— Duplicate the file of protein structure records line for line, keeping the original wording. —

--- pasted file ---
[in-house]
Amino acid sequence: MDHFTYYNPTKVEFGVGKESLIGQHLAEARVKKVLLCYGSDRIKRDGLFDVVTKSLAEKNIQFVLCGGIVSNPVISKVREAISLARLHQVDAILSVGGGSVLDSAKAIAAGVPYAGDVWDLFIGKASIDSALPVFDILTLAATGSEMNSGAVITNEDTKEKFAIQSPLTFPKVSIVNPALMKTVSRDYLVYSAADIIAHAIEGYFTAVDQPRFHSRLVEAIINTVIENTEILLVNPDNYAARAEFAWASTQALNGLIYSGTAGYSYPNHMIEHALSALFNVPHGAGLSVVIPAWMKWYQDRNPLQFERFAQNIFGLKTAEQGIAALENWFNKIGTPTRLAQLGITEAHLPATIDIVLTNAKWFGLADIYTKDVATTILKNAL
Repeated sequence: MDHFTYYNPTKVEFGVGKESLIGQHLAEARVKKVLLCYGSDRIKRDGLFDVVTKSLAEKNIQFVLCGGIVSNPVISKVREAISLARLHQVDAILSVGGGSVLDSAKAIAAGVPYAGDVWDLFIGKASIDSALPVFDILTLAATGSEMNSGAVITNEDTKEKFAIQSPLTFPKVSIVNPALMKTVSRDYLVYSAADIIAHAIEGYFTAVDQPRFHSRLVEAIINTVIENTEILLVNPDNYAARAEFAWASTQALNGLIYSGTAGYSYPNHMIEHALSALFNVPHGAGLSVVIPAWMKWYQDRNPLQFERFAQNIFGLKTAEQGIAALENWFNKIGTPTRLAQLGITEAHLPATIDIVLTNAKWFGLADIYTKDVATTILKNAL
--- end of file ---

[in-house]
Amino acid sequence: MDHFTYYNPTKVEFGVGKESLIGQHLAEARVKKVLLCYGSDRIKRDGLFDVVTKSLAEKNIQFVLCGGIVSNPVISKVREAISLARLHQVDAILSVGGGSVLDSAKAIAAGVPYAGDVWDLFIGKASIDSALPVFDILTLAATGSEMNSGAVITNEDTKEKFAIQSPLTFPKVSIVNPALMKTVSRDYLVYSAADIIAHAIEGYFTAVDQPRFHSRLVEAIINTVIENTEILLVNPDNYAARAEFAWASTQALNGLIYSGTAGYSYPNHMIEHALSALFNVPHGAGLSVVIPAWMKWYQDRNPLQFERFAQNIFGLKTAEQGIAALENWFNKIGTPTRLAQLGITEAHLPATIDIVLTNAKWFGLADIYTKDVATTILKNAL
Repeated sequence: MDHFTYYNPTKVEFGVGKESLIGQHLAEARVKKVLLCYGSDRIKRDGLFDVVTKSLAEKNIQFVLCGGIVSNPVISKVREAISLARLHQVDAILSVGGGSVLDSAKAIAAGVPYAGDVWDLFIGKASIDSALPVFDILTLAATGSEMNSGAVITNEDTKEKFAIQSPLTFPKVSIVNPALMKTVSRDYLVYSAADIIAHAIEGYFTAVDQPRFHSRLVEAIINTVIENTEILLVNPDNYAARAEFAWASTQALNGLIYSGTAGYSYPNHMIEHALSALFNVPHGAGLSVVIPAWMKWYQDRNPLQFERFAQNIFGLKTAEQGIAALENWFNKIGTPTRLAQLGITEAHLPATIDIVLTNAKWFGLADIYTKDVATTILKNAL